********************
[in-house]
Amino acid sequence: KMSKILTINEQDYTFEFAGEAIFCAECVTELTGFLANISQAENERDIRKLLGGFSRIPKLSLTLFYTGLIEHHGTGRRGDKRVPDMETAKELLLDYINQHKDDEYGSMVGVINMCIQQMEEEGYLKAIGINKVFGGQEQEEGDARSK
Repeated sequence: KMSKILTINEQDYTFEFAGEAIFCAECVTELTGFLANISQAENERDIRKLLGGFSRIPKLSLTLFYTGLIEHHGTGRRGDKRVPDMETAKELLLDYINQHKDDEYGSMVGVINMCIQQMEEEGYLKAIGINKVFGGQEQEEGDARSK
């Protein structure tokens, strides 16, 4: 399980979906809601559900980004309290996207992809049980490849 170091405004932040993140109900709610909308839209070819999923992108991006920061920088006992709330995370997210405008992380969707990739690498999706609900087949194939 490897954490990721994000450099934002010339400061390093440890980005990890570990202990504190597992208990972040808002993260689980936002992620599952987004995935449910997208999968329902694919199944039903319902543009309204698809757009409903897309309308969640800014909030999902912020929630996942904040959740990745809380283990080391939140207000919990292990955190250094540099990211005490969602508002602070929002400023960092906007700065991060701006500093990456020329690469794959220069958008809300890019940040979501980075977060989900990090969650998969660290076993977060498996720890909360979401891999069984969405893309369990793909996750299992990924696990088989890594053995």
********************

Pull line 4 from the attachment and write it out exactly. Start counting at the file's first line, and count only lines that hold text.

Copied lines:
């Protein structure tokens, strides 16, 4: 399980979906809601559900980004309290996207992809049980490849 170091405004932040993140109900709610909308839209070819999923992108991006920061920088006992709330995370997210405008992380969707990739690498999706609900087949194939 490897954490990721994000450099934002010339400061390093440890980005990890570990202990504190597992208990972040808002993260689980936002992620599952987004995935449910997208999968329902694919199944039903319902543009309204698809757009409903897309309308969640800014909030999902912020929630996942904040959740990745809380283990080391939140207000919990292990955190250094540099990211005490969602508002602070929002400023960092906007700065991060701006500093990456020329690469794959220069958008809300890019940040979501980075977060989900990090969650998969660290076993977060498996720890909360979401891999069984969405893309369990793909996750299992990924696990088989890594053995």